April 24, 2015 / 8:36 AM / 4 years ago

Lawyer in NFL concussion deal says an appeal would be 'selfish'

WASHINGTON (Reuters) - A major architect of the landmark concussion settlement reached with the National Football League on behalf of 20,000 retired players said on Thursday it would be “selfish” for anyone to appeal the deal.

Christopher Seeger, co-lead counsel for the retired NFL players, said if even one of the players involved in the settlement filed an appeal, benefits would probably be held up a year. An appeal would have to come from one or more of the around 200 players who filed objections to final approval.

U.S. District Judge Anita Brody on Wednesday approved the settlement of a lawsuit brought by the former players who accused the NFL of keeping secret the dangers of concussions.

However, the family of one prominent former NFL player has already signaled it will appeal the ruling on the grounds it excludes certain key brain injuries.

Seeger said appeals were unlikely to succeed because Brody, who has worked on the case since 2013 and twice sent it back to lawyers to be reworked, gave the deal the green light.

“Appeals, in my view, are just wasting the time of people who are very sick, like Kevin Turner,” Seeger said of the former NFL fullback who suffers from ALS, or Lou Gehrig’s disease.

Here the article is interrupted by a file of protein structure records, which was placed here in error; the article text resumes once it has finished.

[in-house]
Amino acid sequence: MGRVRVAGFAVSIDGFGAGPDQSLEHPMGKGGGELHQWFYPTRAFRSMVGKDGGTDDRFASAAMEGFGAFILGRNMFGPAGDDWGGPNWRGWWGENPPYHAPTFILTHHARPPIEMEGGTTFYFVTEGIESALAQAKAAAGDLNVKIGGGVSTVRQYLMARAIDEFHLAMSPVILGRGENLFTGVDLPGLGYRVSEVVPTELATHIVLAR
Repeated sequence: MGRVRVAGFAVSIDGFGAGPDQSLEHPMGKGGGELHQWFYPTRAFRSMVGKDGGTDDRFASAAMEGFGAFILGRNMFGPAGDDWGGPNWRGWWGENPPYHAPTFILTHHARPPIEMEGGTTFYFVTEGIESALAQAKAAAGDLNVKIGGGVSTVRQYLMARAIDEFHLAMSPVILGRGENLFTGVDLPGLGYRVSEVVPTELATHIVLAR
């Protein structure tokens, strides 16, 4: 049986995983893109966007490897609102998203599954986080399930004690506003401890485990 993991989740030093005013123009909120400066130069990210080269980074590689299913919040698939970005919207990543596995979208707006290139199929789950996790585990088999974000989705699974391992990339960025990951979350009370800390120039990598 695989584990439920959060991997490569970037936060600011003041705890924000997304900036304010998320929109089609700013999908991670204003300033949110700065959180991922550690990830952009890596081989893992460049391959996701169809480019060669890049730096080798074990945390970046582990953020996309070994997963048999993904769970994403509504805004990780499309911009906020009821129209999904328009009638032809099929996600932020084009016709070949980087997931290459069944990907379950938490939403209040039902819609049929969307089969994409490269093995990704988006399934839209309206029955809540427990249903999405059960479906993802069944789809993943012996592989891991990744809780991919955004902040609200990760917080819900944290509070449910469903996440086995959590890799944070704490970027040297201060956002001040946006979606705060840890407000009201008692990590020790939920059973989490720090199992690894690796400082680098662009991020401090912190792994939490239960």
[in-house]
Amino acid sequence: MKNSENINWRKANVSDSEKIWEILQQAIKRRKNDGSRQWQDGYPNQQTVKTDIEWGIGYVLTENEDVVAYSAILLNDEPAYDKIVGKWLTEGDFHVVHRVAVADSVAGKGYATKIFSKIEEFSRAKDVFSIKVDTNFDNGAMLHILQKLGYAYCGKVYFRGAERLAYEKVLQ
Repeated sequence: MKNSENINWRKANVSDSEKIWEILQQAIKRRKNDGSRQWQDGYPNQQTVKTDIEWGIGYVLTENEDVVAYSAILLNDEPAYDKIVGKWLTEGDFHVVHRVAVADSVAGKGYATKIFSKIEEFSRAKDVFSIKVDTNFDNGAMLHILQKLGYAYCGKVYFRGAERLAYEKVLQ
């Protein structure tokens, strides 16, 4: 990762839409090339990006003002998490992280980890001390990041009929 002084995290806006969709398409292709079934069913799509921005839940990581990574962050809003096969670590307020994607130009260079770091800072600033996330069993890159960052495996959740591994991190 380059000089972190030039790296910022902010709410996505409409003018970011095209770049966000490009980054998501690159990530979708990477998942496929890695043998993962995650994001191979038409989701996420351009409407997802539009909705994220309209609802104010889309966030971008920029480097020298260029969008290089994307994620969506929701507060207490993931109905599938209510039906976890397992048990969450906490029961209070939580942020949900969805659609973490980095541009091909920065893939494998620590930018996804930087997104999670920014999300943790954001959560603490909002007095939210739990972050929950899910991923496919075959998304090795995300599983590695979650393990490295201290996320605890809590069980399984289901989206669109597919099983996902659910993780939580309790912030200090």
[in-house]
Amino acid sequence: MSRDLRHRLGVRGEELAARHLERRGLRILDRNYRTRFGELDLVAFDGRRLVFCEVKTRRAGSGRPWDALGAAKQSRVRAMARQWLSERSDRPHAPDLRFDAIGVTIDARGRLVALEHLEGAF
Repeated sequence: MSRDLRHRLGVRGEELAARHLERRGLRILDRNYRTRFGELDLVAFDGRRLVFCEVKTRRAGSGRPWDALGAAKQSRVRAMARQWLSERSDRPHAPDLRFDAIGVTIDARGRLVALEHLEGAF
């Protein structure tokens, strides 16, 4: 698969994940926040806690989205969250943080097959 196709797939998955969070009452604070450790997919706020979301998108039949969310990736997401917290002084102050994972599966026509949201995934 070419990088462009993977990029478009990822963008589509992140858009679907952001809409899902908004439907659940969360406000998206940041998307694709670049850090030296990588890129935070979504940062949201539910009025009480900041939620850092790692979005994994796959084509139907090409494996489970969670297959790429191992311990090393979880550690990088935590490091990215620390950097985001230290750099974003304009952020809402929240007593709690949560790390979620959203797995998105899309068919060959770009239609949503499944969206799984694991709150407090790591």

“For a small group of guys to hold up the 99 percent that have accepted the deal, well, it would just be selfish.”

Still, Thomas Demetrio, an attorney for the family of former Chicago Bears Pro Bowler Dave Duerson who killed himself in 2011 and was found to have suffered a brain disease blamed on repeated concussions, told NBC Chicago the family would appeal.

The settlement plan doesn’t include future awards for chronic traumatic encephalopathy, which can only be diagnosed after death.

Concussions have been a hot-button issue in the NFL. The settlement allows for awards of up to $5 million per retired player for serious medical conditions associated with repeated head trauma.

The deal could cost the league, whose annual revenues are nearly $10 billion, about $1 billion over 65 years.

Attorney Jason Luckasevic, who represents about 550 players in the settlement, called the deal “bittersweet.”

“There’s so much more that could have and should have been done for these players who suffer serious and permanent cognitive and behavioral mental handicaps,” he said.

“How about the guys that [...] have days that are very dark and depressing because they are still living an independent life? They get nothing,” he said.

Dave Pear, 61, a Pro Bowl defensive lineman for the Tampa Bay Buccaneers and Super Bowl champion with the Oakland Raiders, called the settlement price tag “a nuisance fee” for the NFL.

Pear, who retired after the 1980 season, has had 13 surgeries on his spine and suffers from dementia, vertigo and memory loss. He will receive a share of the settlement but does not know how much.

“My recommendation to parents? Don’t ever let your kids play football,” he said.

(This version of the story clarifies who can file appeal in second paragraph)

Reporting by Steve Ginsburg; Editing by Peter Cooney

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